Assuntos
Anti-Helmínticos/farmacologia , Bioensaio/métodos , Caenorhabditis elegans/efeitos dos fármacos , Magnoliopsida/química , Extratos Vegetais/química , Sesquiterpenos/farmacologia , Animais , Anti-Helmínticos/química , Caenorhabditis elegans/ultraestrutura , Sobrevivência Celular/efeitos dos fármacos , Relação Dose-Resposta a Droga , Células HEK293 , Humanos , Concentração Inibidora 50 , Camundongos , Estrutura Molecular , Células RAW 264.7 , Sesquiterpenos/química , Relação Estrutura-Atividade , Ácido alfa-Linoleico/química , Ácido alfa-Linoleico/farmacologia
19.
Eur J Pharm Biopharm ; 130: 66-70, 2018 Sep.
Artigo em Inglês | MEDLINE | ID: mdl-29913272

RESUMO

Therapies for the treatment of Chronic Myeloid Leukemia and other leukemias are still limited for patients at advanced stages, which allow development of point mutations in the BCR-ABL fusion gene that render CML cells insensitive to therapies. An effective non-viral delivery system based on lipopolymers is described in this study to deliver specific siRNAs to CML cells for therapeutic gene silencing. The lipopolymer, based on the lipid α-linolenic acid (αLA) substitution on low molecular weight polyethyleneimine (PEI), was used to deliver siRNA against the BCR-ABL gene and, the resultant therapeutic effect was evaluated in in vitro and in vivo CML models. The study concluded that siRNA/PEI-αLA nanoparticles enabled silencing of the BCR-ABL gene and BCR-ABL protein, which consequently reduced growth on CML K562 cells in vitro and arrested the growth of localized tumors in a localized CML mouse model. The results from this study confirmed the potential use of lipopolymers as delivery systems and are encouraging for the future design of non-viral delivery systems for the treatment of CML and other hematological malignancies resulting from gene fusions.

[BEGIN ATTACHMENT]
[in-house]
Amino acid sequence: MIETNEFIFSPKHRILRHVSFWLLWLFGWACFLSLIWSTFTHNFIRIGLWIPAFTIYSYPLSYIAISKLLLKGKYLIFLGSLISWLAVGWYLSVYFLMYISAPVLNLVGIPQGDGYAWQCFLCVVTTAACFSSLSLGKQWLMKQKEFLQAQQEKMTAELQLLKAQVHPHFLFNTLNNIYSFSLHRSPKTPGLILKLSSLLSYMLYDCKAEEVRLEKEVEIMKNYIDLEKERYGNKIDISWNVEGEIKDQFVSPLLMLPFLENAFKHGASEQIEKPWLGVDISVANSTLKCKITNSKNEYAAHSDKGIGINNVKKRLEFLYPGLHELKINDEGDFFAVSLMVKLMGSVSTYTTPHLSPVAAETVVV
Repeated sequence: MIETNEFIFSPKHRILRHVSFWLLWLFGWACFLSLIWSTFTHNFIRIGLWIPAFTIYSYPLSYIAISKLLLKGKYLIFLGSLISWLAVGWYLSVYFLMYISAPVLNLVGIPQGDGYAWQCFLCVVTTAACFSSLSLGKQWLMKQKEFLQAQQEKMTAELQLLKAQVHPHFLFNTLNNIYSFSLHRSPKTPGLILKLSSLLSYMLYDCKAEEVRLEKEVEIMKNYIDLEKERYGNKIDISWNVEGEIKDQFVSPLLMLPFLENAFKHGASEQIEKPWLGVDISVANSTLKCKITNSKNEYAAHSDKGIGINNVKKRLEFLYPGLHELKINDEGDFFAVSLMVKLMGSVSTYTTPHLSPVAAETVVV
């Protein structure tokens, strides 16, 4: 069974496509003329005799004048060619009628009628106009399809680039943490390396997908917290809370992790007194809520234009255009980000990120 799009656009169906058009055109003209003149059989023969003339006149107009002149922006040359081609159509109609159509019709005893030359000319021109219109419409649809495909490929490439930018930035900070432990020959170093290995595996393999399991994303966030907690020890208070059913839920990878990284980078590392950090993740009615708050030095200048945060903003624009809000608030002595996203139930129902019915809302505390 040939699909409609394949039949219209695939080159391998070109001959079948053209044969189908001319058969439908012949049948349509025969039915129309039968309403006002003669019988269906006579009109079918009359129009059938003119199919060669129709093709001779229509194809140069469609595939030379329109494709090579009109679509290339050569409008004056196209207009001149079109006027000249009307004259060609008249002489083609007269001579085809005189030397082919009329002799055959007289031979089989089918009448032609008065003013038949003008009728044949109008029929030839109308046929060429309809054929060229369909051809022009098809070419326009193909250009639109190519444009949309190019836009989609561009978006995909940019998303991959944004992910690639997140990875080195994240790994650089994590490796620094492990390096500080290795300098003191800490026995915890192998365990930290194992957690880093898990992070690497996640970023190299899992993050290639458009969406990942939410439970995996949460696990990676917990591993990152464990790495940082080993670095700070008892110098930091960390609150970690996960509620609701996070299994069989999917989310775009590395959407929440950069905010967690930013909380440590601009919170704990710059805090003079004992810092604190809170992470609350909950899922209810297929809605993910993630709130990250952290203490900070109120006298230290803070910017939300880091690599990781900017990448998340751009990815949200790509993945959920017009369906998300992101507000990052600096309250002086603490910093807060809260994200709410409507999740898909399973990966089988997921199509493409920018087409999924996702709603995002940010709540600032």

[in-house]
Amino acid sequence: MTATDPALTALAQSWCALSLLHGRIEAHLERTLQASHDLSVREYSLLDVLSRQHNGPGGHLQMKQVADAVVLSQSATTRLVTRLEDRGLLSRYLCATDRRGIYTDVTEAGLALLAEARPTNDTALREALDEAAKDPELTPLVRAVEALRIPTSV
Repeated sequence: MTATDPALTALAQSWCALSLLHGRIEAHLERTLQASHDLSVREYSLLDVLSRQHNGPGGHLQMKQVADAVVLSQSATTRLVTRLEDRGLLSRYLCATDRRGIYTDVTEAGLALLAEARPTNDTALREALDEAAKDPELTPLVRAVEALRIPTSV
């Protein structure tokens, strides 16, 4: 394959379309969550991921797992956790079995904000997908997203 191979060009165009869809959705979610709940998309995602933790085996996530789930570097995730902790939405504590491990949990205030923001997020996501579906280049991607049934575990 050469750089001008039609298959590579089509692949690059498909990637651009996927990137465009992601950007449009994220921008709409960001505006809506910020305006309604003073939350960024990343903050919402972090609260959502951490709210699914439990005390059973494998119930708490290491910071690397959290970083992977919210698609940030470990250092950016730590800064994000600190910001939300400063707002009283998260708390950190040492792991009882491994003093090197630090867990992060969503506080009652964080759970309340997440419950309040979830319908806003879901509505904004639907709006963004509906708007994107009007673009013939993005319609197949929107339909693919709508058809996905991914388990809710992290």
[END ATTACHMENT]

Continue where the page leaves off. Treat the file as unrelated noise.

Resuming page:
Assuntos
Proteínas de Fusão bcr-abl/genética , Leucemia Mielogênica Crônica BCR-ABL Positiva/genética , Nanopartículas , RNA Interferente Pequeno/administração & dosagem , Animais , Inativação Gênica , Humanos , Células K562 , Leucemia Mielogênica Crônica BCR-ABL Positiva/terapia , Camundongos , Camundongos Nus , Mutação Puntual , Polietilenoimina/química , Polímeros/química , Interferência de RNA , Ensaios Antitumorais Modelo de Xenoenxerto , Ácido alfa-Linoleico/química